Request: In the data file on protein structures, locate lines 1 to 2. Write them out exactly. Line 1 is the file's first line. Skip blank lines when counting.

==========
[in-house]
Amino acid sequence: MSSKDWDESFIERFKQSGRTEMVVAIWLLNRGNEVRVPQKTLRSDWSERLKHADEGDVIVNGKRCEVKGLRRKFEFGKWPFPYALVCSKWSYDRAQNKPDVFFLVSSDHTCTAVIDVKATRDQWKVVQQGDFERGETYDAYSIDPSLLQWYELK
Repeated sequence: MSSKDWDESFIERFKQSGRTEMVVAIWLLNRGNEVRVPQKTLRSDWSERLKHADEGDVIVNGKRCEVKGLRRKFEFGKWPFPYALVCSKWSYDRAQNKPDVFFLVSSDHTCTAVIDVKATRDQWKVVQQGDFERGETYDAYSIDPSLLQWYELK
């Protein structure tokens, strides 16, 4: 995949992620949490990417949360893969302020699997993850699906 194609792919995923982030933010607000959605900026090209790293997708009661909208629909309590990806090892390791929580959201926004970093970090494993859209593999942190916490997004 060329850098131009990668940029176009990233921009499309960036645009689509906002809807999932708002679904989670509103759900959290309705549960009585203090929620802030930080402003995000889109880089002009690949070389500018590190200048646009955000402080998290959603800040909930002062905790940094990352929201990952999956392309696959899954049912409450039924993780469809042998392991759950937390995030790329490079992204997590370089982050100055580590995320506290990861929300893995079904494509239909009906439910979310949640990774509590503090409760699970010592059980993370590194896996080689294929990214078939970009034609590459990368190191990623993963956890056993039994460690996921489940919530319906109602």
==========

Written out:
[in-house]
Amino acid sequence: MSSKDWDESFIERFKQSGRTEMVVAIWLLNRGNEVRVPQKTLRSDWSERLKHADEGDVIVNGKRCEVKGLRRKFEFGKWPFPYALVCSKWSYDRAQNKPDVFFLVSSDHTCTAVIDVKATRDQWKVVQQGDFERGETYDAYSIDPSLLQWYELK